Coffee and Tea Reports from the Front Lines
Italian Espresso Convention Held
Italy - EISday2005, the first convention of the Italian Espresso National Institute (INEI) took place in Italy on May 1. More than 150 people met at the convention to represent the 1750 espresso Italiano specialists, the certified baristas. It was not only a day to meet each other, but a possibility to examine strategies to keep the Italian Espresso National Institute’s certified coffee bars at the top of the category.
EISday2005 was more than just a convention: it was a unique occasion to discuss the future of the coffee bar in Italy and the challenges espresso coffee has to face. Luigi Odello, INEI’s general secretary and professor of sensory analysis, Luigi Bortoluzzi, ACNielsen researcher and Antonio De Bellis, market research & intelligence manager of Wella Italia reported on the theme.
Bortoluzzi gave the audience a very detailed picture of the out-of-home eating in Italy. About 35% of Italians has an out-of-home meal every day, generating a global revenue of 56.6 billions ($ 73.6 billions) for coffee bars and restaurants. In the next two years the business is expected to increase 15-17%.
Odello concentrated his attention on the way baristas can keep their coffee bars competitive. The way the consumer perceives espresso, the coffee bar and the barista plays an important role.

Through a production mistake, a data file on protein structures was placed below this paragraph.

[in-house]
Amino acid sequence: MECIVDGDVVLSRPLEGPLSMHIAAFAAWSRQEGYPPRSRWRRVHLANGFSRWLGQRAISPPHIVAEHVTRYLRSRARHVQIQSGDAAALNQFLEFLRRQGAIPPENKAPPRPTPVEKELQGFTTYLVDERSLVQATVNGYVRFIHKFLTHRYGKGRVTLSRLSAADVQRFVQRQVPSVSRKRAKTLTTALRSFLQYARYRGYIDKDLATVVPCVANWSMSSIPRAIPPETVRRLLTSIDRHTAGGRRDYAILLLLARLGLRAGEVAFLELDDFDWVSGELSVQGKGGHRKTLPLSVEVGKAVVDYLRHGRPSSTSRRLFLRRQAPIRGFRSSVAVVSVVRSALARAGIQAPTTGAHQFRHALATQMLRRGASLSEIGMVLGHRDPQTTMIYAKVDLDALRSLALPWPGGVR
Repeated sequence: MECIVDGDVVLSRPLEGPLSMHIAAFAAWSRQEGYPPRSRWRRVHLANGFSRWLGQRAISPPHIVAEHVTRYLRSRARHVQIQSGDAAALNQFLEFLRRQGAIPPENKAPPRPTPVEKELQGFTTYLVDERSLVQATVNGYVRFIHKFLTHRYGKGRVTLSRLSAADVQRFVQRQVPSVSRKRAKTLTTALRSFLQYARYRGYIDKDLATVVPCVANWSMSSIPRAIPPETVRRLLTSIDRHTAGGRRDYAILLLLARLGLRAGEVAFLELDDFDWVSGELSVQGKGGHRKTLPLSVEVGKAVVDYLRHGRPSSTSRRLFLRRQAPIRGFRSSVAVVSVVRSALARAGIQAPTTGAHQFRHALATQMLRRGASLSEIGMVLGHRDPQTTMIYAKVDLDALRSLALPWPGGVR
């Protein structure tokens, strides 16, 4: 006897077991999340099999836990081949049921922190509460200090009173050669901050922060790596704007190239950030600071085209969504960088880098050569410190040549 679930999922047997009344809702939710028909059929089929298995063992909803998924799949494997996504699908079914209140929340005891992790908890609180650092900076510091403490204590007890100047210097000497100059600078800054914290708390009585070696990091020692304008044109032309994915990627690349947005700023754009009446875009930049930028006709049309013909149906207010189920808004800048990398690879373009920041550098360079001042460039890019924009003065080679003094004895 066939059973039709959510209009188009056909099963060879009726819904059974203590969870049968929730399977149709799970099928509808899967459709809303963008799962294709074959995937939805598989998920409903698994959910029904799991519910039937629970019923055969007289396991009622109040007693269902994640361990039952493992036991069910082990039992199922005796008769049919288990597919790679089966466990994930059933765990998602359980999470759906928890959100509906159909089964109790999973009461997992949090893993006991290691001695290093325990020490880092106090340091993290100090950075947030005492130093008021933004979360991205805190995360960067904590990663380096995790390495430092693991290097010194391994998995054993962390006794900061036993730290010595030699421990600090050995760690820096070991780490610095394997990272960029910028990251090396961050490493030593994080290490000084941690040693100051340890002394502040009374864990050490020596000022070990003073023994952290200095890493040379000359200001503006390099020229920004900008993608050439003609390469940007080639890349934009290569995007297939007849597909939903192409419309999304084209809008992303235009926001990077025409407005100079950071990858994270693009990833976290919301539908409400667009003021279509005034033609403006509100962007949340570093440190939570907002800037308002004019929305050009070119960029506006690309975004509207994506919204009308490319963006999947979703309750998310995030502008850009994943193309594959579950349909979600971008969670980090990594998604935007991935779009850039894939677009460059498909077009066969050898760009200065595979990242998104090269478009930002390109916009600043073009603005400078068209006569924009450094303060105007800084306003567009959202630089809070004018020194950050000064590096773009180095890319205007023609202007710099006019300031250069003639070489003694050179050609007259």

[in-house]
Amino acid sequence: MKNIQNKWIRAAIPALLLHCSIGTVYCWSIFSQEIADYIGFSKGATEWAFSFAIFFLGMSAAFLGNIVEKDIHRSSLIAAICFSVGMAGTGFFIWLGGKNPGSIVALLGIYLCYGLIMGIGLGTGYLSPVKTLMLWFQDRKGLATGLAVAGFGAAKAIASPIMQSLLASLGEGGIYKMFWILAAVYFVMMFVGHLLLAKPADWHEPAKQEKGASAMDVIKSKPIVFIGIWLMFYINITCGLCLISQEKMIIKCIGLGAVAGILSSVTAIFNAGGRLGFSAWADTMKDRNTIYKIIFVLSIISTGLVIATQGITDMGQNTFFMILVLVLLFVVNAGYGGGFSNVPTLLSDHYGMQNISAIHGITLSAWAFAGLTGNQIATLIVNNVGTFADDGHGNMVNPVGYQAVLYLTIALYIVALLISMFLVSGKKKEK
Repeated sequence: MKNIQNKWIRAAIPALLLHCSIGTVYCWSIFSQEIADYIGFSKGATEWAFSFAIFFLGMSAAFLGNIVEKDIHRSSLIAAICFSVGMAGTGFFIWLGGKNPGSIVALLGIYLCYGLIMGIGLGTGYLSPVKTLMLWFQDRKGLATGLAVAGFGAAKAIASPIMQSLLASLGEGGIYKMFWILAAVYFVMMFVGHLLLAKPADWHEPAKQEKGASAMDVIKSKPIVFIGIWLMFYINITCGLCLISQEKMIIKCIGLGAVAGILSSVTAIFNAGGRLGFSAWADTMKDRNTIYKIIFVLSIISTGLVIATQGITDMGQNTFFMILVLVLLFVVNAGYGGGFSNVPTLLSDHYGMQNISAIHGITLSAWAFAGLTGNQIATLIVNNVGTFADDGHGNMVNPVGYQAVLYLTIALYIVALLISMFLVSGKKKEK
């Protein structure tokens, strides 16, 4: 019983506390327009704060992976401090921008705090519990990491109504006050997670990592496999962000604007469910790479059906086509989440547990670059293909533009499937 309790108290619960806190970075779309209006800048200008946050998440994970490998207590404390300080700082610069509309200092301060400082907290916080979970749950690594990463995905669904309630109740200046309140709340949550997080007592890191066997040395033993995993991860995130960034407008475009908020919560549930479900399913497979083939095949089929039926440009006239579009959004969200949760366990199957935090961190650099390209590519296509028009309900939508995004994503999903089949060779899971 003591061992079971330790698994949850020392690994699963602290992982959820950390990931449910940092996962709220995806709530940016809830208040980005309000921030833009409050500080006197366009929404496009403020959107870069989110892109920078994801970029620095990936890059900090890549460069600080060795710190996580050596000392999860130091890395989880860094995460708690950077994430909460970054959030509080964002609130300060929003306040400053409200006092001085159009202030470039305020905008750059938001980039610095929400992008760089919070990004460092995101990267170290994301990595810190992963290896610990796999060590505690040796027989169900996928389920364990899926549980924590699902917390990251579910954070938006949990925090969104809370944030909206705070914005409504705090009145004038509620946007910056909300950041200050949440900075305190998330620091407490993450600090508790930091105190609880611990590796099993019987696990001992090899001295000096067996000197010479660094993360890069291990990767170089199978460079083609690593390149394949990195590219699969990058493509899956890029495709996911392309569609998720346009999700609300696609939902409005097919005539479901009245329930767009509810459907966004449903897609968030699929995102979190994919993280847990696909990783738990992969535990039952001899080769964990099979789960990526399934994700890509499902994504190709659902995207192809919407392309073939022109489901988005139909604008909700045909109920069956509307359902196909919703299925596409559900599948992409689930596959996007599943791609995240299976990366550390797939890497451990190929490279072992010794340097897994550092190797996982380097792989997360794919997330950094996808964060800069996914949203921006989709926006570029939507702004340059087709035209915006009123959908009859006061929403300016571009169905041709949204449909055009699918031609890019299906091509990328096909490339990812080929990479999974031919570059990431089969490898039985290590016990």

De Bellis effectively pointed out that dissatisfaction experienced in various aspects of life stimulates people to look for pleasant experiences. There are new targets for Italian coffee bars: singles, elders, mothers and immigrants.
EISday2005 was definitely the occasion to point out the centrality of the barista’s importance. That is why the certification carried out by the Italian Espresso National Institute involves the espresso equipment and the espresso coffee blends as well as the barista: getting a good espresso and giving your customer a pleasant experience is far more complex than just hitting a button.
Today the Italian Espresso National Institute is one of the most important associations in the coffee market counting 34 member companies. It groups espresso-equipment producers and roasters which develop overall more than 350M revenues ($455M). The Italian Espresso National Institute safeguards and promotes the original espresso through a product certification (certificate of product conformity Csqa n. 214 - 24 September 1999, DTP 008 Ed.1). Each member company which complies with the certification requirements has the right to use the trademarked “Espresso Italiano Certificato”. To guarantee consumers who choose to drink espresso at coffee bars bearing this mark, a strict technical specification has been issued, requiring the use of a certified coffee blend, certified equipment (machine and grinder-dispenser) and licensed personnel. Nowadays there are more than 650 coffee bars in Italy where one can get a certified Italian espresso. Visit the official website: www.espressoitaliano.org or e-mail Carlo Odello at email@example.com for more information.